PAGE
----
"The day you say Cam will never do something, he never will!" by Abigail

Abigail's entry into Varsity Tutor's October 2021 scholarship contest

Congratulations to our scholarship winner!
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Abigail Enck
October 2021

"The day you say Cam will never do something, he never will!" by Abigail - October 2021 Scholarship Essay

I have been around people with special needs since I was 19 months old. My brother, Cam, had suspected meningitis at one week of age and as a result of the infection, Cam suffered extensive brain damage. At just one year old, Cam was diagnosed with Cerebral Palsy. My younger years were spent accompanying Cam to each of his therapy sessions, four per week. He did physical therapy, occupational therapy, speech therapy and developmental therapy. At the therapy sessions, I met many kids with a wide range of special needs. Because I was so young, I never noticed when a child was in a wheelchair or using a walker. I just saw the child. And I never assumed someone could not do something. I just thought that with enough practice, every single child would be able to do whatever they put their mind to.

Although Cam has Cerebral Palsy, physically he is very strong. Cam walks independently, can do the monkey bars, loves to play tennis and basketball and he rides a bike. If you look closely, Cam’s gait is off but it doesn’t stop him. My parents always say that Cam is able to do everything he can do because he had a mini therapist around him 24 hours a day – ME! I never thought of myself that way, but now looking back I guess I was able to provide what Cam needed to help him acquire all of the skills he has.
Cam has cognitive and developmental delays, as a result of his brain damage. Even though Cam is 16 years old, his abilities are more on track with someone in first grade. Although Cam does has delays, my family focuses on what Cam can do, not what he can not do.

In third grade, my class was assigned to read the book “Out of My Mind” by Sharon M. Draper. It was a book that I could relate to very well because the main character, Melody, has Cerebral Palsy, just like my brother Cam. Unlike Cam, Melody is not able to walk, talk or write. Melody is very intelligent and understands everything that is happening around her. Unfortunately, those around her discount her intellect and she is placed in a special education classroom and left mentally unchallenged. Her teachers and peers just assume that she doesn’t understand what is going on.

Imagine how surprised everyone is once Melody is outfitted with a computer and specialized keyboard that allows her to share her thoughts and feelings. Melody is finally able to show her teachers and peers that she is academically gifted and she is placed into a regular education classroom. This is where the real learning begins. Melody is able to show her peers that just because she cannot talk, it doesn’t mean she cannot hear. She is able to call her peers out when they are ignoring her or treating her differently. It is an eye-opening experience for everyone. Melody can finally make others aware that you can never say never. She inspires her teachers to think about ways to help her become the best that she can be, even if that means teaching her things using a different teaching style.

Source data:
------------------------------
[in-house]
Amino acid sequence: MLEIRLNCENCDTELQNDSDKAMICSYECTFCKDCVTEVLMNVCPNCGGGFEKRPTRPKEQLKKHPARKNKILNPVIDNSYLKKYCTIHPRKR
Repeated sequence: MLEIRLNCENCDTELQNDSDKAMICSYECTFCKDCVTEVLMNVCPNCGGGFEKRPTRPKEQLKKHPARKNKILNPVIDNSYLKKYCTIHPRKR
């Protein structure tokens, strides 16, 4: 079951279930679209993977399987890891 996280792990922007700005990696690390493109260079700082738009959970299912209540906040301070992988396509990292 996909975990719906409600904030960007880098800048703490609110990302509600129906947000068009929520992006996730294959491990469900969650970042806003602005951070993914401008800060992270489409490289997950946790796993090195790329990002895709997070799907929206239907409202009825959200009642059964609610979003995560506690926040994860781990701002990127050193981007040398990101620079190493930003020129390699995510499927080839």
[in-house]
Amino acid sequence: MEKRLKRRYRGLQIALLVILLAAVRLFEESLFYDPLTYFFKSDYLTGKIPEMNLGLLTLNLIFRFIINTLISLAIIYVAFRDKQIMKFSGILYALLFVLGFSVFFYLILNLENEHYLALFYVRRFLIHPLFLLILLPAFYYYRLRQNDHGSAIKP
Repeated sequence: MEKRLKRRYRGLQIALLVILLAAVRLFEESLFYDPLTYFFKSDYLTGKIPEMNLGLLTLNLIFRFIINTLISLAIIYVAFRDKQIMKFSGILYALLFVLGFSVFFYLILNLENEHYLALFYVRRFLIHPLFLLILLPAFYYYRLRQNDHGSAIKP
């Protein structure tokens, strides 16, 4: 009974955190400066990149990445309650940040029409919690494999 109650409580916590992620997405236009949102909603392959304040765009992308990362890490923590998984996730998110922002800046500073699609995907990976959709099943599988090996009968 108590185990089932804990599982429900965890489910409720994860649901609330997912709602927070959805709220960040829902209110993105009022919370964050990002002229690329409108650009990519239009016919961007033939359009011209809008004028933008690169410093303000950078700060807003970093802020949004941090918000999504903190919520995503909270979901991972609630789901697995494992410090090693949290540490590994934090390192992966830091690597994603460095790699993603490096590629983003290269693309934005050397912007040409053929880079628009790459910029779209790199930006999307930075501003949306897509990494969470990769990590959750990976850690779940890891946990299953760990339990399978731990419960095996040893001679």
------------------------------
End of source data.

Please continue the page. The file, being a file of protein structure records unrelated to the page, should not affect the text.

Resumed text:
As I read “Out of My Mind” I became aware of how easy it is to treat someone with different abilities differently. Sometimes it happens through a conscious decision, oftentimes it happens unconsciously. Either way, it is not okay. My family was fortunate. When my parents learned of my brother’s brain damage, his Neurologist gave my parents hope. As my parents questioned whether Cam would ever walk, talk, etc., Dr. Shah would respond “I cannot tell you yes or no, but what I can tell you is the day you say Cam will never do something, he never will!” And so my parents approached raising Cam just like they approached raising me – without limitations. Sure, my parents had to sometimes do things differently for Cam, but they always had the same expectation of Cam as they had for me and that was to help him to become the best Cam that he could be.

As a college student studying Special Education, I carry not only the lessons I have learned from having Cam as my brother with me, but I also carry the lessons I have learned from Melody after reading “Out of My Mind”. Every person deserves to be treated with dignity and respect and to be encouraged to become the best they can be! I will be challenged to make sure that all teachers, staff and students I meet later at the school I teach at will learn to see each of my students for who they are, not what disability he or she has.